Had he agreed to a shorter-term deal, would Cole Caufield have made more money in his next contract? Maybe, maybe not. Probably, actually.

What we do know, however, is that this prospect does not seem to bother him in any way. After signing an eight-year, $62.8 million pact, the 22-year-old striker is in no mood to complain.

“That’s really a lot of money!” “, he exclaimed, Monday afternoon, in a videoconference attended by representatives of the Montreal media. In its original version: “It’s a heck of a lot of money!” Of the equivalent of 84 million CAN, we can probably say that, yes.

He still finds it hard to believe that he has access to such a sum. “My passion for hockey will never change; come to the arena every day, I would do it for free! »

On several occasions, he nevertheless repeated that this contract was important for him, of course, but also for his family. We understand that long-term stability was a priority. This in order to make Montreal his “home”.

He was therefore not in a “state of mind” to bet on a short contract that would possibly have made him even richer in a few years.

Another thing he repeated was his pride in being a member of the Habs for another eight years. We suspect that his bosses are as proud as he is. Because Caufield, last season, sailed towards a harvest of 40 goals – he scored 26 in 46 games before being injured. However, mavericks of his caliber earn, for the most part, more than the average of 7.85 million US that he will pocket from 2023-2024.

Knowing also that the NHL’s salary cap could rise considerably starting in the 2024-2025 season, and that the Canadiens will be released from Carey Price’s contract after the 2025-2026 season, years 4 to 8 of the Caufield could be very advantageous for the team.

The winger, however, insisted that the organization, he believes, “is in the right direction”. He enjoys “the group of guys” and the “mindset” within them. He sees “strong growth” coming up. “I want to be part of the future. »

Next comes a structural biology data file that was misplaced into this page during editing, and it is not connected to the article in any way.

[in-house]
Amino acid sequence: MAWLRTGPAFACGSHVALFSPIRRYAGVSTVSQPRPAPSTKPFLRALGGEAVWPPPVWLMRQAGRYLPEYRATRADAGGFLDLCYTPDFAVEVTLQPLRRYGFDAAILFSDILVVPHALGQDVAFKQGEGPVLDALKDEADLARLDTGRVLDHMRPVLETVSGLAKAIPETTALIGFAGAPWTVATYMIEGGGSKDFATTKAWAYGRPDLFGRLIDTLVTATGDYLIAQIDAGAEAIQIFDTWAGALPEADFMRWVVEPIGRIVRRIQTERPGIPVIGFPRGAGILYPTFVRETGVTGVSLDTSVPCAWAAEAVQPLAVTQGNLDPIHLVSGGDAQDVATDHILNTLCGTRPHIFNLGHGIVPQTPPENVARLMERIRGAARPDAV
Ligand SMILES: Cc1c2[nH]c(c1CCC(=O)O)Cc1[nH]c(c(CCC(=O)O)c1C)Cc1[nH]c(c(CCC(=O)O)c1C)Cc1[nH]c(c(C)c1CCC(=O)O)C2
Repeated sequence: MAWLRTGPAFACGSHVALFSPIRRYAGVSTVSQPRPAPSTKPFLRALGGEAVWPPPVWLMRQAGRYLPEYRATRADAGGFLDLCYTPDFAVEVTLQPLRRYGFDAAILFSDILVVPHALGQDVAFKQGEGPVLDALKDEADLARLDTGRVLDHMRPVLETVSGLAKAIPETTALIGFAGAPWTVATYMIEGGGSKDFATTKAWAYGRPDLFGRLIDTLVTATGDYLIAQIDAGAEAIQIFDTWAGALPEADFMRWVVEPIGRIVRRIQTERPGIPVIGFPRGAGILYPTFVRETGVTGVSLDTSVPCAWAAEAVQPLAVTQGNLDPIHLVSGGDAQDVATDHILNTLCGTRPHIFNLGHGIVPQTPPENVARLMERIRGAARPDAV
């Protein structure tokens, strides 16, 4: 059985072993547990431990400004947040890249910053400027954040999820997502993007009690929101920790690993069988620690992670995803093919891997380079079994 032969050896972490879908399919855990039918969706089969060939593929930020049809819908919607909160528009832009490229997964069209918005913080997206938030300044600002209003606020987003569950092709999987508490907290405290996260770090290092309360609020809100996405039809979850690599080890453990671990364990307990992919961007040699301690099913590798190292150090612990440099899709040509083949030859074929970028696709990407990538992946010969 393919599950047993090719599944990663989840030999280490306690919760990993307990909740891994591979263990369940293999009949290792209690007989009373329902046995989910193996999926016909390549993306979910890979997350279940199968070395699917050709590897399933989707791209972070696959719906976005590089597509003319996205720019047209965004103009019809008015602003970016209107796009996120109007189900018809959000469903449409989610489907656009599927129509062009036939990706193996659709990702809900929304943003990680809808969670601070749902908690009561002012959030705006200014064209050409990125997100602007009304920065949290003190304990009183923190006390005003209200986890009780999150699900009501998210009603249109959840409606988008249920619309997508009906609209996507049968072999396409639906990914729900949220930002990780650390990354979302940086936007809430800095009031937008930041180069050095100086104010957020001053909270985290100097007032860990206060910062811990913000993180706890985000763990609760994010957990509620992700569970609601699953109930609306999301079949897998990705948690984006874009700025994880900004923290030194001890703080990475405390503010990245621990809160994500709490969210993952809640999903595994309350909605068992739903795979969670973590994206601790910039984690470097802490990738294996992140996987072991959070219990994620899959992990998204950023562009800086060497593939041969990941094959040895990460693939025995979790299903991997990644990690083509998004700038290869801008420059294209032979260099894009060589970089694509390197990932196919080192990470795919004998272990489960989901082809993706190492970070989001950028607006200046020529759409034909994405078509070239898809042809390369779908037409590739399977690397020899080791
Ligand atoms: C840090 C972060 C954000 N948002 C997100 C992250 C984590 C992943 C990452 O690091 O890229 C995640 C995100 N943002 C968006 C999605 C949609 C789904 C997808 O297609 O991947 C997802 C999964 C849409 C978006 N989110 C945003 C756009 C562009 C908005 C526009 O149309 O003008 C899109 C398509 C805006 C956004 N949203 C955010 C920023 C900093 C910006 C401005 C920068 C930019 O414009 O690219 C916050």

He further reiterated his confidence in the coaching staff and management members as well as the plan in place for the rebuilding of the club. “It will still take time, but if we stick to [the plan], we will be dangerous in the next few years. »

On a personal note, Caufield is continuing his rehabilitation following season-ending shoulder surgery last January. He’s been skating a few times a week for the past month and will be taking shots again soon. He believes he will be “100%” back in training camp. “I’m not worried at all. »

By agreeing to a long-term agreement with Caufield, the Habs also secure the services of their two most important forwards until at least 2030. Nick Suzuki will begin next season the second year of an eight-year contract which earns him an average of 7.875 million.

The similarity in sums – a difference of $25,000 per year – is not coincidental. In the Journal de Montreal, Pat Brisson, Caufield’s agent, confirmed that the captain’s salary was, for the time being, a reference measure. A ceiling, in short.

“It was clear on both sides, added the new multimillionaire. Nick is our man, our leader. »

The two show an obvious bond on the ice, but have also grown closer off it.

Caufield, unsurprisingly, says he is therefore enthusiastic about the idea of ​​continuing his journey by his side. “Nick always behaves in the right way, pointed out number 22. Everyone looks at him and wants to be like him. It brings positivity. »

Speaking of building, there has been an obvious change in tone within the organization towards the ongoing rebuilding. The club’s general manager, Kent Hughes, and owner, Geoff Molson, have alternately said recently that they are raising their expectations of their roster after two miserable seasons. In a recent interview with La Presse, Nick Suzuki applauded his bosses’ words.

Caufield didn’t venture into that territory, even when asked about the team’s near-term prospects, let alone in a division where competition is fierce. The challenge is “exciting,” he says, but it will take “one step at a time”; place “short-term expectations” during the season and “do our best on a daily basis”. He himself wants to become a “more complete” player, although he refrains from detailing the elements of his game that he wishes to refine.

At all the levels he has gone through, he has improved from year to year, he recalled. At 22, he still has time to progress, more so with an eight-year contract in his pocket.

However, in the end, he is aware that it is the victories that count in this league. “And we want to get back there as soon as possible. »